How do you tell the truth about a liar? You might discount everything the liar says, hoping that the truth is the exact opposite, but what if you are dealing with a skilled liar, one who knows that the most enduring lies have a dash of truth? How do you know if you are following a clue or falling down a rabbit hole?
This is the problem Javier Cercas set for himself in writing The Impostor. Cercas’ biography recounts his efforts to find the truth about the life of a man named Enric Marco. At one point, Marco was, in Cercas’ words, a “rock star” on the political stage of Spain. An anti-Franco freedom fighter during the Spanish Civil War and a survivor of the Nazi concentration camp at Flossenbürg, Marco rose to prominence as a union organizer, an education leader and a spokesman on behalf of the Spaniards sent to concentration camps by Franco.
All this crumbled, however, when a diligent historian discovered that Marco had never been deported and had never been in a concentration camp. But even after the disclosure of his deceptions, crucial questions remained: Was any part of his story true? And more critically, why ? Was Marco simply a narcissist whose entire sense of self demanded a more grandiose, heroic past than his actual biography could provide? Or, as Marco would have it, was he telling a “noble lie” in order to force Spaniards to face their history?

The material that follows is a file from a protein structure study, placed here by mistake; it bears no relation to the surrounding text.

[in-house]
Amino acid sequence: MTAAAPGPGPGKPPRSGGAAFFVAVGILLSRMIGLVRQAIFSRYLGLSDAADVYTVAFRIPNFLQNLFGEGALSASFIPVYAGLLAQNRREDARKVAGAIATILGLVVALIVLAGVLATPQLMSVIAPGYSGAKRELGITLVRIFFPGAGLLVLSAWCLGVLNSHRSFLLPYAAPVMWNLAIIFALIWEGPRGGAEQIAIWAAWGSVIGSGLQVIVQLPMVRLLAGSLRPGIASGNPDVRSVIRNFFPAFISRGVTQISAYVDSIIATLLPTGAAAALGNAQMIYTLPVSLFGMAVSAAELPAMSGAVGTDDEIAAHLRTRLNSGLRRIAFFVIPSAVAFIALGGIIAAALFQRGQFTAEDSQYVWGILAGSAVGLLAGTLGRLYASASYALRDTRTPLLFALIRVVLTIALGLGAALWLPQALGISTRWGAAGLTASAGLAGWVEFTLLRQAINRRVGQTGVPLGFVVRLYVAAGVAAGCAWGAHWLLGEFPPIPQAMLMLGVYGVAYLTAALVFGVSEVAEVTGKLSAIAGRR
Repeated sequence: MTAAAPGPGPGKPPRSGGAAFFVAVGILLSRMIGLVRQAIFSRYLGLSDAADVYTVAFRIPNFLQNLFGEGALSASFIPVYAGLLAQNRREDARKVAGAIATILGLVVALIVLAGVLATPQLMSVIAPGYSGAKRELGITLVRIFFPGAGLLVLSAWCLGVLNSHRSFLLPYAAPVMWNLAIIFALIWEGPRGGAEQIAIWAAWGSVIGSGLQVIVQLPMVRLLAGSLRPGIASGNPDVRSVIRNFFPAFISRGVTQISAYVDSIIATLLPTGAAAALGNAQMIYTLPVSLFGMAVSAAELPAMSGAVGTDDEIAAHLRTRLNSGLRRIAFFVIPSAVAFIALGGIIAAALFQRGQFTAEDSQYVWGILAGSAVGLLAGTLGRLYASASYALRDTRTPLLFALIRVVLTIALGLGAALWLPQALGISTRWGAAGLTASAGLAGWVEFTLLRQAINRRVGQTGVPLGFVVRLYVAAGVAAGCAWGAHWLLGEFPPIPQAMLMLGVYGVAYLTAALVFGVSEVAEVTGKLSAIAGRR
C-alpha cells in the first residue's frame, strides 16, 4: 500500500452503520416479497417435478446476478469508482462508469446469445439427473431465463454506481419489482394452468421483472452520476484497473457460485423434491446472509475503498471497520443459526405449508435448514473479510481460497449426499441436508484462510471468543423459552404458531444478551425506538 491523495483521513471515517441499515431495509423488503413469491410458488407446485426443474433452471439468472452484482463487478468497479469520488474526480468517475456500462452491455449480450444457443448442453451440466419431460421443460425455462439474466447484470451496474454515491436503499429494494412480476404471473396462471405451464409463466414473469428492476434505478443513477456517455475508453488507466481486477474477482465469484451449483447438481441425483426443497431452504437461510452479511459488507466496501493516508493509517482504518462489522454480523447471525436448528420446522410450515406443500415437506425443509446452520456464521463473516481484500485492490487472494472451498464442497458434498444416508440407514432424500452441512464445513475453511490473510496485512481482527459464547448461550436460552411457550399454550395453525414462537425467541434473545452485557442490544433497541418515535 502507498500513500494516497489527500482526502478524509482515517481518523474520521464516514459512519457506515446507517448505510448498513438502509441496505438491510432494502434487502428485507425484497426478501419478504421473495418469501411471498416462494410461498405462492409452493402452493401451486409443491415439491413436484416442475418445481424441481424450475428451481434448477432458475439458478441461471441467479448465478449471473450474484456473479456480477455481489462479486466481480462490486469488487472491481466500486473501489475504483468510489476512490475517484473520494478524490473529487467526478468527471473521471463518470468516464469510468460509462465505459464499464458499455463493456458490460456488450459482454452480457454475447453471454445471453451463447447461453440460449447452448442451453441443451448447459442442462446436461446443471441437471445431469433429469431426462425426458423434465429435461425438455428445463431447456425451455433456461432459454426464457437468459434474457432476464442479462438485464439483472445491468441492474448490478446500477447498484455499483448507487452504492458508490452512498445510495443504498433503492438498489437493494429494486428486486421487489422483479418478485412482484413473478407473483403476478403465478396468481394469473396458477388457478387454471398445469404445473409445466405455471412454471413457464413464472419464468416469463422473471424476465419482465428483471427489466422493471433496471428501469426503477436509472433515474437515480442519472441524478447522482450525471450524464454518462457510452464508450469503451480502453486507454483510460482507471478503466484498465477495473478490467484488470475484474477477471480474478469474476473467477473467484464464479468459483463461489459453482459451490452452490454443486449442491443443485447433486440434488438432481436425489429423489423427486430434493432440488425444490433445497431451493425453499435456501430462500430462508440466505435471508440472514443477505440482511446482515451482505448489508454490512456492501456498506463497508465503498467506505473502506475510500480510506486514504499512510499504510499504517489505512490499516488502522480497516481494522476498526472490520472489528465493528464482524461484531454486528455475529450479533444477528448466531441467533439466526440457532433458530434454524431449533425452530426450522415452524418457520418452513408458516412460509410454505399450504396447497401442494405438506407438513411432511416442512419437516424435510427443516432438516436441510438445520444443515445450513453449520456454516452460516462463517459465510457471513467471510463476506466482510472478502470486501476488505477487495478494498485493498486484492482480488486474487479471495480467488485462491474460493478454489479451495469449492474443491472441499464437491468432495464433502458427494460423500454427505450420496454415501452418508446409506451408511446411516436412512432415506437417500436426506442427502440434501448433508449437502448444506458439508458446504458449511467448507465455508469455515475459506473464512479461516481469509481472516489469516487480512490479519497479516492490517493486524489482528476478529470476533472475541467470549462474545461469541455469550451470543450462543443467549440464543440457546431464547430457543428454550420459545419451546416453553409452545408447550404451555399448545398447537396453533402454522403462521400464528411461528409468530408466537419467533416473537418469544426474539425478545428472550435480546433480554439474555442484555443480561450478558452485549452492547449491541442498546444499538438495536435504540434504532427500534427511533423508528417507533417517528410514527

Cercas, an author of both fiction and nonfiction, including the acclaimed novel The Soldiers of Salamis, struggles to disentangle the strands of truth from Marco’s web of lies. But Marco is such an artful spinner of tales that Cercas can never be sure if he is being used by Marco, somehow rescuing Marco or exploiting Marco for his own gain. Trying to understand Marco is like looking for a phantom in a house of mirrors, but Cercas’ attempt is an important investigation of the role of the writer, the nature of truth and the battle between memory and history.